Future of Content: ITV News’ head of newsgathering Andrew Dagnell on engaging audiences, reporting on the pandemic and preserving spirits in the office
When the news is dominated by a single story, how do you ensure viewer engagement remains strong?
We always put people at the heart of all our storytelling at ITV News and the pandemic has turbo-charged that.
A lot of our editorial discussions are around how the pandemic is affecting people’s everyday lives. In our political coverage, we always want to reflect the impact decisions in Westminster are having on people in every corner of the country.
If there are changes to restrictions, we tell the story from the places that are hardest hit. When we’ve dealt with the economy, we haven’t just reported the facts and figures, but have focussed on those that have lost their jobs and businesses because of the downturn. On the NHS frontline we’ve reported on the faces of the pandemic – both the medics and patients.
And on a daily basis we’ve tried to show the human stories at the heart of the pandemic – whether they be stories of victims, survivors or people who have been trying to help others get through the difficult times.
It might sound obvious, but we produce the news for our viewers. It’s crucial that they see their lives reflected in what we put on screen.
What has been your biggest challenge reporting the pandemic?
Almost overnight we had to adapt the way we work to make sure everyone was safe both in the newsroom and on the road. Above all else, everyone’s safety has been the most important thing to get right – and we’ve had to learn as we’ve gone along.
We went from having a newsroom full of people to a large chunk working from home. That meant bringing in technology, equipment, rosters and a whole way of working that was, to begin with, quite alien to us. And on the road, we had to make sure that teams were set up so they could shoot and edit stories in a Covid-secure environment – not only for our team but the people we’ve interviewed.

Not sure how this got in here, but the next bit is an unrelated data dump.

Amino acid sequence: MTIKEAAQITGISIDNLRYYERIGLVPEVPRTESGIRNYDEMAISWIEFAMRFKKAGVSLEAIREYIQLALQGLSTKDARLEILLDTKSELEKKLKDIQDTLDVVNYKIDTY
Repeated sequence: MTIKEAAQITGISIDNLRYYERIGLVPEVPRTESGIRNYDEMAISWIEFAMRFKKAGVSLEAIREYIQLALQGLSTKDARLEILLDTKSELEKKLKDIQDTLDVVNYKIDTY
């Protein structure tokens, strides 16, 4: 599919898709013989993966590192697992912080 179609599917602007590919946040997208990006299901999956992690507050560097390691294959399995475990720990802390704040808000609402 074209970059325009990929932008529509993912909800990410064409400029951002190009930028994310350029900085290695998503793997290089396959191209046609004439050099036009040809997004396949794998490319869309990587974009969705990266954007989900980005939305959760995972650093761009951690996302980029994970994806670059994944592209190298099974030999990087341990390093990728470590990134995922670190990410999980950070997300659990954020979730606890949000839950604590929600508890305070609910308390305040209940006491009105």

Everyone, without exception, responded with flexibility and team spirit to all the changes. That’s despite all of the added pressures everyone has faced in their home lives. One of the best things about the last year has been seeing how the whole team has rallied together to keep the news on air.
Have any of the changes that have been made to the way we work been positive?
Before the pandemic, there was a general feeling that you had to physically be in the office to be productive. The last few months have proven that’s not the case – some exceptional work has been done by people that have been working from home.
I definitely would like to see the buzz of the newsroom return when it’s safe, as I think it helps drive forward creativity and ideas, but we’ve learned that we can be flexible without diminishing the quality of our work.
How have you managed to preserve a team spirit in the newsroom?
All our meetings are now on Microsoft Teams, including our ITV Evening News debriefs. That might not sound like a huge sea change, but it’s meant anyone from any part of our operation can be involved in any meeting. You no longer need to be physically present in the newsroom to be part of the conversations we are having about our output.
The management team also divided up the newsroom between us to give a regular phone call, just to check in, see how everyone’s done and have a chat.
How far did the coverage of the US election go to show that the reporting of international news stories was as strong as ever during the pandemic?
Given that we are in the middle of a global pandemic, it would have been easy to limit our ambitions for what we wanted to achieve with the US election, but our coverage was the best of what we do – fantastic eyewitness reporting and authoritative analysis – and it didn’t feel like we had to compromise on anything.
Everyone involved in our coverage did us proud – both in the US and in the office at Gray’s Inn Road.
But even before the US election, our foreign teams have done a superb job this year. The restrictions on travel and quarantine on return have obviously made it more challenging to deploy across the world as extensively as we normally would.
Our foreign desk has also been able to use their network of local journalists that they’ve built up over years. They have helped us to tell stories from across the globe, even if we haven’t been able to send teams to those countries.
What has been your stand-out moment of 2020?
The most shocking moment for me was when Boris Johnson was hospitalised. It felt like quite a turning point in the whole story. The person leading our country getting so seriously unwell made the virus a very tangible, real thing.
Where do you see the news agenda heading in the next year?
For a long time after the virus is no longer a daily threat to people’s lives, we are going to be reporting on the social and economic impact of the virus.
That to me is where the story goes next year – how do we as a country come back together when we are dealing with such seismic changes to millions of people’s lives and livelihoods? And let’s not forget the small matter of Brexit.
Andrew Dagnell is head of newsgathering at ITV News